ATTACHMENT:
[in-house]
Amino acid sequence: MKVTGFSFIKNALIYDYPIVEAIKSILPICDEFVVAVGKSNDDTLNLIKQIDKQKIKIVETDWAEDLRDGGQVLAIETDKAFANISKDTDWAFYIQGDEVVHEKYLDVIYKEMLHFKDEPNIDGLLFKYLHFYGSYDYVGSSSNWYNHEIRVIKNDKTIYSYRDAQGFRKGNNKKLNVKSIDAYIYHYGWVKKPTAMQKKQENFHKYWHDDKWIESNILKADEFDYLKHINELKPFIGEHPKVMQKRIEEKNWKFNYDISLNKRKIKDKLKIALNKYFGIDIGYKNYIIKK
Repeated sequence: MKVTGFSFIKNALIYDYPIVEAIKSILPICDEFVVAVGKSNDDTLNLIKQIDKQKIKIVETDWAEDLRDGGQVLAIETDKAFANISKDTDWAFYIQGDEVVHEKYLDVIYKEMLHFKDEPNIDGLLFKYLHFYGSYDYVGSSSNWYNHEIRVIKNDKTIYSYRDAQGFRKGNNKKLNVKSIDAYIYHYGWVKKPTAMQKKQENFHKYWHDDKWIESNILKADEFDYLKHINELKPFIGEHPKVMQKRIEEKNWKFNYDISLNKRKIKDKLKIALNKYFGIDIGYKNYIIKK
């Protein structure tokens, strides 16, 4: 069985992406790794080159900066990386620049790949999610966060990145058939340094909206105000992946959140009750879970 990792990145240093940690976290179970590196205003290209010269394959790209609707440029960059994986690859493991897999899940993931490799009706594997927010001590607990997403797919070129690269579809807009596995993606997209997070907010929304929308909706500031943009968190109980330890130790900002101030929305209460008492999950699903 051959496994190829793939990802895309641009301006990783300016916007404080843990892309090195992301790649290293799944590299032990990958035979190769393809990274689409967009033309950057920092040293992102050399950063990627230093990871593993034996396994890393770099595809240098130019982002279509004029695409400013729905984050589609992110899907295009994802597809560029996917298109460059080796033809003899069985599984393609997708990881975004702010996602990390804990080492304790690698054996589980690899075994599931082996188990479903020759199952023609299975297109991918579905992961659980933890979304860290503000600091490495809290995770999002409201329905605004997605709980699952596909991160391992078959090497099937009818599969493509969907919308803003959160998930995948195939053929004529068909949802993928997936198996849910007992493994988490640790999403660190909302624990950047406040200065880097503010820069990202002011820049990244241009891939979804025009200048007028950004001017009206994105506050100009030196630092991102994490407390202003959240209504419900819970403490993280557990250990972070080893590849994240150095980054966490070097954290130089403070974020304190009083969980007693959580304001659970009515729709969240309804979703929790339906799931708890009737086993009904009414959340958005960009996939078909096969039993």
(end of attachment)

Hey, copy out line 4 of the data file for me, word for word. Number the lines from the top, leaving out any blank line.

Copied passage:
């Protein structure tokens, strides 16, 4: 069985992406790794080159900066990386620049790949999610966060990145058939340094909206105000992946959140009750879970 990792990145240093940690976290179970590196205003290209010269394959790209609707440029960059994986690859493991897999899940993931490799009706594997927010001590607990997403797919070129690269579809807009596995993606997209997070907010929304929308909706500031943009968190109980330890130790900002101030929305209460008492999950699903 051959496994190829793939990802895309641009301006990783300016916007404080843990892309090195992301790649290293799944590299032990990958035979190769393809990274689409967009033309950057920092040293992102050399950063990627230093990871593993034996396994890393770099595809240098130019982002279509004029695409400013729905984050589609992110899907295009994802597809560029996917298109460059080796033809003899069985599984393609997708990881975004702010996602990390804990080492304790690698054996589980690899075994599931082996188990479903020759199952023609299975297109991918579905992961659980933890979304860290503000600091490495809290995770999002409201329905605004997605709980699952596909991160391992078959090497099937009818599969493509969907919308803003959160998930995948195939053929004529068909949802993928997936198996849910007992493994988490640790999403660190909302624990950047406040200065880097503010820069990202002011820049990244241009891939979804025009200048007028950004001017009206994105506050100009030196630092991102994490407390202003959240209504419900819970403490993280557990250990972070080893590849994240150095980054966490070097954290130089403070974020304190009083969980007693959580304001659970009515729709969240309804979703929790339906799931708890009737086993009904009414959340958005960009996939078909096969039993």